Go SLOW! During all weight training repetitions, use the 5-2 Rule. Make sure each repetition takes 5 full seconds with a complete pause at the top and bottom of each rep. This will keep the tension in the muscle and out of the joint. It also takes momentum out of the equation. Check your ego before you start, you’ll have to really lighten up that weight.

Environment

Try a different gym, a different exercise class, or get someone to work out with you. If you’re exercising outside by walking or running, take a different path, go to a different place, and get a walking/running buddy. Don’t forget that playlist, music is a great motivator.

The truth IS FAR LESS PAINFUL Than you thought

No matter how and where you choose to exercise, one thing is for sure – you’ll hear as many differing opinions on what’s right and what’s wrong as there are stars in the sky.

But I hope after reading through this article, you’re feeling confident that you now know the truth about soreness.

  1. First of all, you have to make sure your soreness is in your muscles and not in your tendons and joints.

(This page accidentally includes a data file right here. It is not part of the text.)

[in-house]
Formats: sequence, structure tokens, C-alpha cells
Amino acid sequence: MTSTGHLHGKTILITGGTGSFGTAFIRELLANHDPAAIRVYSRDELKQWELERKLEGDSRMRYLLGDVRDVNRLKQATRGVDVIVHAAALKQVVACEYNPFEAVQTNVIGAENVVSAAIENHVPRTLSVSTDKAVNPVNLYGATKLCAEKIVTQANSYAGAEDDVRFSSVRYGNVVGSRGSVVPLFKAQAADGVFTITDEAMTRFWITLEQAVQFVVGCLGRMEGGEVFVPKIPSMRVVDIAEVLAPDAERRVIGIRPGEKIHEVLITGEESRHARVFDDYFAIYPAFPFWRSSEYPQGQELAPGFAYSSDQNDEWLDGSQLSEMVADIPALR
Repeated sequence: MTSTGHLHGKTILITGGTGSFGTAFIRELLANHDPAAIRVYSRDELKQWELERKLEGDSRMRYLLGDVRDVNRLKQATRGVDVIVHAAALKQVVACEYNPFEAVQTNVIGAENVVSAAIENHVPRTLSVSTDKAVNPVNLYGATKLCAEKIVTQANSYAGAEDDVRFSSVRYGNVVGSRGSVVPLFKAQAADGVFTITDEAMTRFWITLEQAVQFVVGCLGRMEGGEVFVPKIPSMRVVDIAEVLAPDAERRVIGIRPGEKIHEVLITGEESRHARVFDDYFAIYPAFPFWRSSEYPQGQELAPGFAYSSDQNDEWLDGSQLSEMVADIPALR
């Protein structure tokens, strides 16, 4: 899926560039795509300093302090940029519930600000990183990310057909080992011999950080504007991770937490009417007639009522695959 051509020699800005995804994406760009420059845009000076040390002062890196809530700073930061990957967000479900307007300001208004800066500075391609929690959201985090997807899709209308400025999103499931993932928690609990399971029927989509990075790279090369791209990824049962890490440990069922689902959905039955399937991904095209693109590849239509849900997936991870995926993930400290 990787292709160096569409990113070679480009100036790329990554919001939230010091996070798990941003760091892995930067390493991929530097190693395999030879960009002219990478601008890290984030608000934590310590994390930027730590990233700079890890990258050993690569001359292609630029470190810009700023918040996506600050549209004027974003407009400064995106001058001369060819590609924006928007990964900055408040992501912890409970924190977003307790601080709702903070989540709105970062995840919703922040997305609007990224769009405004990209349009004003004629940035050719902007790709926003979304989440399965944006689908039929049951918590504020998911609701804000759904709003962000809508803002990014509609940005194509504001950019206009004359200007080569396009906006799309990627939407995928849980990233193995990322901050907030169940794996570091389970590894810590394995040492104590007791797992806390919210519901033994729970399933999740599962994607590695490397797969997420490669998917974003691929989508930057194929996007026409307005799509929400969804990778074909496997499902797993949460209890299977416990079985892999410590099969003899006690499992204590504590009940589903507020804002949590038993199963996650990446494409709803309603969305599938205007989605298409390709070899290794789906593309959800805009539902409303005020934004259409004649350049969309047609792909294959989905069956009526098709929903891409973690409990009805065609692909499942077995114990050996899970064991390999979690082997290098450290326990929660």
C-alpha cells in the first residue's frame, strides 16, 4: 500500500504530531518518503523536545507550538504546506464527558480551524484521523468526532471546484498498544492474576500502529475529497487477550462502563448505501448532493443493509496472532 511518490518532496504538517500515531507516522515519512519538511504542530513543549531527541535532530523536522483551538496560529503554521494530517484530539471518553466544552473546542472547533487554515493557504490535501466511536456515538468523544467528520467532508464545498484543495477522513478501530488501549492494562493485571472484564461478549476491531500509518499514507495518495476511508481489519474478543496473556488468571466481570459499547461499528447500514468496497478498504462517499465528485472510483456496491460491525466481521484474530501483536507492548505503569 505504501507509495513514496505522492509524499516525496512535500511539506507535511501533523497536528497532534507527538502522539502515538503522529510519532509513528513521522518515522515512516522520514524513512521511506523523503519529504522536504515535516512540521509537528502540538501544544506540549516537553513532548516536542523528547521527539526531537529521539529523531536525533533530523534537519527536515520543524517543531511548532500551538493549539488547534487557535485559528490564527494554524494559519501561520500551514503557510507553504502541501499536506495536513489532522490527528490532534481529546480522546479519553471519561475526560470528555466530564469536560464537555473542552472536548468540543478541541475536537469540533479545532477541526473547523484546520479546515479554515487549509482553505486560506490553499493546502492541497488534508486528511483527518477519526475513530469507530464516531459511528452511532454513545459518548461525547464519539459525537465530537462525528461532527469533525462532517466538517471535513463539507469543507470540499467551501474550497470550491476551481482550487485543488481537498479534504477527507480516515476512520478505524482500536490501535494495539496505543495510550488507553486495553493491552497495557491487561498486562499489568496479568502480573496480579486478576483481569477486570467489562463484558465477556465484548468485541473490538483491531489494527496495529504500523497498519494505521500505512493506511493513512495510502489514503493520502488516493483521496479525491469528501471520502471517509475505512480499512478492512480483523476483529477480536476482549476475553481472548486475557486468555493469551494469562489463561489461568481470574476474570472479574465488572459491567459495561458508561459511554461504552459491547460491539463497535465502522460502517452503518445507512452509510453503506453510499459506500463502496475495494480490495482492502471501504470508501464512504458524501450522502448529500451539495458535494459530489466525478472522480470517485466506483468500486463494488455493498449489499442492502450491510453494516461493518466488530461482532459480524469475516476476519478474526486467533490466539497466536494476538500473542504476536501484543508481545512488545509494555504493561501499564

2. Secondly, it’s crucial to know that your soreness should never cause you to modify the way you normally move or cause extreme discomfort.
  3. Next, monitor your soreness to make sure it’s not lasting for more than 72 hours, and just as importantly, remember that a lack of soreness does not mean your workouts aren’t effective.
  4. Lastly, making constant changes in your workouts will insure a much better balance all the way around for you and will keep your body on its toes, literally.

Enjoy your workouts but be very careful about what you hear in your exercise arena of choice. Yes, it’s a place where you can better your health, but it’s also a site for sore lies.

Choose wisely my friends.



Please note that the information provided in the Polar Blog articles cannot replace individual advice from health professionals or physicians. Please consult your physician before starting a new fitness program.